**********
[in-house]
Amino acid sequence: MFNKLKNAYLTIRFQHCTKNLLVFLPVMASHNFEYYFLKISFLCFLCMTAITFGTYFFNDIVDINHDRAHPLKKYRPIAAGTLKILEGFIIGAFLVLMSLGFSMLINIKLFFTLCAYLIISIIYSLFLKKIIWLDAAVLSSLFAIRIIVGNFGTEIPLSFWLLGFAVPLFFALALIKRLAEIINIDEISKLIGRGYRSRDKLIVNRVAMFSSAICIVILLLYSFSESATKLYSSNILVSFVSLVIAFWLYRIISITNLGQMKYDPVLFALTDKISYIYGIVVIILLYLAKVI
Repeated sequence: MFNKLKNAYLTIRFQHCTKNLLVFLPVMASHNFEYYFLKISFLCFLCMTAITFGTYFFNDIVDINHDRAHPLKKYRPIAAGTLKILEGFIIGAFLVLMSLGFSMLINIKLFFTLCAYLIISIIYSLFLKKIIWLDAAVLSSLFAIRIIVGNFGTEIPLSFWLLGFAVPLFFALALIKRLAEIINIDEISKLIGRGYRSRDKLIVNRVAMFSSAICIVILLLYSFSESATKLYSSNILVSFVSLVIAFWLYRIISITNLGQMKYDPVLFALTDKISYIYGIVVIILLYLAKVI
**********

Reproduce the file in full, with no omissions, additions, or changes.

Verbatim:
[in-house]
Amino acid sequence: MFNKLKNAYLTIRFQHCTKNLLVFLPVMASHNFEYYFLKISFLCFLCMTAITFGTYFFNDIVDINHDRAHPLKKYRPIAAGTLKILEGFIIGAFLVLMSLGFSMLINIKLFFTLCAYLIISIIYSLFLKKIIWLDAAVLSSLFAIRIIVGNFGTEIPLSFWLLGFAVPLFFALALIKRLAEIINIDEISKLIGRGYRSRDKLIVNRVAMFSSAICIVILLLYSFSESATKLYSSNILVSFVSLVIAFWLYRIISITNLGQMKYDPVLFALTDKISYIYGIVVIILLYLAKVI
Repeated sequence: MFNKLKNAYLTIRFQHCTKNLLVFLPVMASHNFEYYFLKISFLCFLCMTAITFGTYFFNDIVDINHDRAHPLKKYRPIAAGTLKILEGFIIGAFLVLMSLGFSMLINIKLFFTLCAYLIISIIYSLFLKKIIWLDAAVLSSLFAIRIIVGNFGTEIPLSFWLLGFAVPLFFALALIKRLAEIINIDEISKLIGRGYRSRDKLIVNRVAMFSSAICIVILLLYSFSESATKLYSSNILVSFVSLVIAFWLYRIISITNLGQMKYDPVLFALTDKISYIYGIVVIILLYLAKVI